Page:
Competitive Fire: Family dynamic drives 5-star DL Bryan Bresee
|Wednesday, July 10, 2019, 8:14 AM- -|
Five-star defensive lineman Bryan Bresee looked up from the playing surface of The Star last week in Frisco, Texas, and spotted his parents standing on the balcony. Bresee broke into his trademark smile and flashed a thumbs up to Rich and Meghan Bresee, then turned and dazzled two of his future Clemson teammates with that same smile. Forty seconds later, helmet in place, Bresee went from Mr. Nice Guy to Mr. Tough Guy, tossing a poor offensive lineman to the side like the proverbial rag doll.
Welcome to the competitive world of Bresee, who grew up in a competitive household in Maryland with Rich and Meghan and sisters Bailey, Kendall, and Ella. Bailey is the oldest, followed by Kendall, Bryan, and the baby of the group in Ella.
Rich has seen it all with his family, where everything from a race to see who gets the best seat in the car to who gets to the bathroom first turns into a competitive struggle.
“They are extremely competitive. I played Division I football (at James Madison), Meghan played Division II basketball and probably could have played Division I basketball,” Rich told TigerNet last week at The Opening Finals. “My oldest daughter was a very good basketball player and decided not to play in college, and my middle daughter is a Division I basketball player, and my 12-year old is mean as the day is long when it comes to competition and sports. There is a lot of competition and it's over everything.”
Bryan took his share of defeats when he was younger, but he checked into Frisco at 6-5, 294-pounds and doesn’t lose many battles.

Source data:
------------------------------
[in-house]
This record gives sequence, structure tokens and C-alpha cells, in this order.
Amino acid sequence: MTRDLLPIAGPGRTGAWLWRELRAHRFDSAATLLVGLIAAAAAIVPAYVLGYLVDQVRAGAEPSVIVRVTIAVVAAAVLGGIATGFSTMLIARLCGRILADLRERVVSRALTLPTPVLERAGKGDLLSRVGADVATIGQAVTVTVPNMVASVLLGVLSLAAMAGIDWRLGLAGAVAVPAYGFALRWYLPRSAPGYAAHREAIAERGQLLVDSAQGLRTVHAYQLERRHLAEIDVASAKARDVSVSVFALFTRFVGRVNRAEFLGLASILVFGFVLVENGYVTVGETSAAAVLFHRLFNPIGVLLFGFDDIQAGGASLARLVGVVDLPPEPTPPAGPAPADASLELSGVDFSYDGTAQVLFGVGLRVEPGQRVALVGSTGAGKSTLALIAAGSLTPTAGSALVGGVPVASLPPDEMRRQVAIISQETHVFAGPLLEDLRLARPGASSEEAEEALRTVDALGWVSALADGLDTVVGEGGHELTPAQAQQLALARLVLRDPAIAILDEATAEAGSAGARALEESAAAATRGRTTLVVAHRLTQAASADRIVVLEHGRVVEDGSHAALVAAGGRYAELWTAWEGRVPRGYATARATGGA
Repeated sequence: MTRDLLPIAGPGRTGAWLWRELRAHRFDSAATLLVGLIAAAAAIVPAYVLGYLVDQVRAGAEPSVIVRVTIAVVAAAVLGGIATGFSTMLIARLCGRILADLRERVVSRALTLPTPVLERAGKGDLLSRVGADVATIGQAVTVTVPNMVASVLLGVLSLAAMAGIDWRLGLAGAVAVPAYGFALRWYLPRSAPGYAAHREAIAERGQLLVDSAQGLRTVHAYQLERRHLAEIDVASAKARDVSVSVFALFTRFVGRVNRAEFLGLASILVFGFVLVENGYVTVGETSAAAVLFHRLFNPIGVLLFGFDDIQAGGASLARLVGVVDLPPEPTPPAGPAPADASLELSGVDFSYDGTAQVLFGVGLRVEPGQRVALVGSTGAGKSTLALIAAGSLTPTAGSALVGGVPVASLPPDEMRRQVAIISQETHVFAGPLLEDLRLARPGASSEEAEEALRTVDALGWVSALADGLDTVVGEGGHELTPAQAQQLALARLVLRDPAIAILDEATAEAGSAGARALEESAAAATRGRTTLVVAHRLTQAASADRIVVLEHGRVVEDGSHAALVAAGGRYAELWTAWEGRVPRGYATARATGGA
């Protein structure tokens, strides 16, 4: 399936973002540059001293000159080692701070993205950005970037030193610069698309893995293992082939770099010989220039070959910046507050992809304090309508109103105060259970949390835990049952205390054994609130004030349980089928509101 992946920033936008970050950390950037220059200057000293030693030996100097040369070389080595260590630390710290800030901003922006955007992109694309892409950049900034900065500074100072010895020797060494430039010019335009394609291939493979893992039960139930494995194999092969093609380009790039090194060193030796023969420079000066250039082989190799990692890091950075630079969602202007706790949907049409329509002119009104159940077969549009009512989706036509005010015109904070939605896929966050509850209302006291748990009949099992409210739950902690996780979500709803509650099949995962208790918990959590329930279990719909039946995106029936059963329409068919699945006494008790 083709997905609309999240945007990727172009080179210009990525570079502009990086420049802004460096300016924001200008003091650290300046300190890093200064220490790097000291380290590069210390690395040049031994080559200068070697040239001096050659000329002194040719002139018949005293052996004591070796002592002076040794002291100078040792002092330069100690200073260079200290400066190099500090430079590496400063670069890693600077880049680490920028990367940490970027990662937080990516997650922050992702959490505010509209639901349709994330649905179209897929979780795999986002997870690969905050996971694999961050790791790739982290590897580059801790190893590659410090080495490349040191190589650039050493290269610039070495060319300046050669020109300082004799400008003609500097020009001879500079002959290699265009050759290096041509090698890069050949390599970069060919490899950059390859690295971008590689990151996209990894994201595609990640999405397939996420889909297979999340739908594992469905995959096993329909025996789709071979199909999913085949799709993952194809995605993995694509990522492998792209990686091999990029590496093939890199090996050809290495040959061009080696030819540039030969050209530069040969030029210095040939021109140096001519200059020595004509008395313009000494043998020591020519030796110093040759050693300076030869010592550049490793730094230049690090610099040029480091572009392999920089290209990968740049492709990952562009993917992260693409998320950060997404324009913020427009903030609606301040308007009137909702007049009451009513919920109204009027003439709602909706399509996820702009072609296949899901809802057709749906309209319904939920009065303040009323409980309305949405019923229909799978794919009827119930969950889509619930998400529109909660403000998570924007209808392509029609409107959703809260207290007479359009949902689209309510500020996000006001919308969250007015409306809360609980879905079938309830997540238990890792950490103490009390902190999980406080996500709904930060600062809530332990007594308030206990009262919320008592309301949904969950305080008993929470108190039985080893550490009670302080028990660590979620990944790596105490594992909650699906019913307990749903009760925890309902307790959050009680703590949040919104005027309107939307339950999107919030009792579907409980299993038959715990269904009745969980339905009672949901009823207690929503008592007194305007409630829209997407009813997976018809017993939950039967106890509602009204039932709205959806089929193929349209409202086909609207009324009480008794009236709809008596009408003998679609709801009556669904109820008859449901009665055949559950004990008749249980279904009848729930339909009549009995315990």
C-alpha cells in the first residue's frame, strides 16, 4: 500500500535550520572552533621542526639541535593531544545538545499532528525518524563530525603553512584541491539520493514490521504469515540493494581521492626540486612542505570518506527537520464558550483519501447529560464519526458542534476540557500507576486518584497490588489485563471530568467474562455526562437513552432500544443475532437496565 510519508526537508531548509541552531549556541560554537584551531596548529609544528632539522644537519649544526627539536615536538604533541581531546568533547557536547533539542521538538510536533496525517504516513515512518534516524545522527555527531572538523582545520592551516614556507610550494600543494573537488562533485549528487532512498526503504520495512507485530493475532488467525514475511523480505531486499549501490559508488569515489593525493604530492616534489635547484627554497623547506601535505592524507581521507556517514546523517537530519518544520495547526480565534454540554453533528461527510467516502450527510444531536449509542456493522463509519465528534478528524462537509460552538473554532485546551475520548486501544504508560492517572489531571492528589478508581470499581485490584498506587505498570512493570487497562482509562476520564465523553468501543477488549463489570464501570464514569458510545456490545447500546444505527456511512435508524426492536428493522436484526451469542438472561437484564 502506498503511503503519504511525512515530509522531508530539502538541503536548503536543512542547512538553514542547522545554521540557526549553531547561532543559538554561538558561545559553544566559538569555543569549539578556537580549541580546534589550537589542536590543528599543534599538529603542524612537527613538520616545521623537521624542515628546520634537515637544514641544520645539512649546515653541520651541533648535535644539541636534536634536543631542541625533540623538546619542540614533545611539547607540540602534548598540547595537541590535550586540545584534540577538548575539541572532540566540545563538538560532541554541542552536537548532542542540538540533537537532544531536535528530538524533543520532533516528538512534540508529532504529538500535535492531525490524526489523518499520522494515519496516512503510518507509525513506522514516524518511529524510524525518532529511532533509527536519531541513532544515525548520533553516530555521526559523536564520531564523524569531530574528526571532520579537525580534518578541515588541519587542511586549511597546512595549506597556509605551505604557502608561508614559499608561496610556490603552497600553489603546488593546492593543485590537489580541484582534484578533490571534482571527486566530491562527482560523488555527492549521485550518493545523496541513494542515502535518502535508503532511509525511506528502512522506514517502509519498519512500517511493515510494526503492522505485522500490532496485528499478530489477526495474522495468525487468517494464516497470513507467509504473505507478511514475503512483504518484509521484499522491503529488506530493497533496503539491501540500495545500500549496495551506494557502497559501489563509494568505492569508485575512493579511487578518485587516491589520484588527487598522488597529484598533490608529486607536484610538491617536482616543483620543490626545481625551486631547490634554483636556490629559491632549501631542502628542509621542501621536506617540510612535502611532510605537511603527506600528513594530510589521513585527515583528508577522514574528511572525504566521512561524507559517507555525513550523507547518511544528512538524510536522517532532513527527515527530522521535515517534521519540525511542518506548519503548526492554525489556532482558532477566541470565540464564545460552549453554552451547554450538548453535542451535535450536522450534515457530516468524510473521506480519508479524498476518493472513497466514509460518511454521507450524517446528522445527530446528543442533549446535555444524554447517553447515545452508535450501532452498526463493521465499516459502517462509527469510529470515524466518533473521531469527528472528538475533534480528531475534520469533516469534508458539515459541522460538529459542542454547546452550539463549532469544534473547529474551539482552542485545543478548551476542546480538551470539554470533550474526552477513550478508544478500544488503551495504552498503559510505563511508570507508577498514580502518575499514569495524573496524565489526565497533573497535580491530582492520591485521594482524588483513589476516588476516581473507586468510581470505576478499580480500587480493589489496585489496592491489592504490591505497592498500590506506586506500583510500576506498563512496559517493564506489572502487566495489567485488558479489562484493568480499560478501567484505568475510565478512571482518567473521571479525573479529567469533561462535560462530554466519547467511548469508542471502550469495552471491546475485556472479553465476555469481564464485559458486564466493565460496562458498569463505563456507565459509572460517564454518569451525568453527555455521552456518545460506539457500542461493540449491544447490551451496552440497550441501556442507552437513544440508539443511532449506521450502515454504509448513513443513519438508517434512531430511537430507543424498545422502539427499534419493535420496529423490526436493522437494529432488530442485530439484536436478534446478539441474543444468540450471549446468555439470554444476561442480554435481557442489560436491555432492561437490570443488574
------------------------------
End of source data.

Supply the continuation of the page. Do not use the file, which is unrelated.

“It's mellowed down a little bit now that Bryan has gotten so much bigger and stronger than everybody,” Rich said. “But not that long ago, we were down at a family reunion in New Jersey playing pickup basketball on an asphalt court. So Kendall (the middle daughter) decided she was tired of Bryan being able to get to the rim with ease, and she decided to take a charge on a block downcourt in 100-degree weather in New Jersey.”
Kendall took the charge.
“That didn't end very well, but she was happy he didn't get to the basket,” Rich says with a laugh. “We actually had to make Bryan leave the court. But it's all good. They love and push each other.”
Competition wasn't limited to family.
“I think with him it was not so much the competition at home but the competitive sports growing up whether it was football or basketball or baseball,” Rich said. “We tell this story all the time - we have good friends whose boys are triplets. They are all heading off to college but they have grown up with Bryan and one of their sons is Bryan's really good friend. They used to walk to the school bus and then run to get in front of each other.
“They had to be the front of the line whether it was going to the restroom or going to get ice cream. They just had to be in the front of the line no matter what they did. And he probably got lost a lot of times trying to be in the front of the line. That has always been his nature. He loves to compete and he works hard and that is who he is.”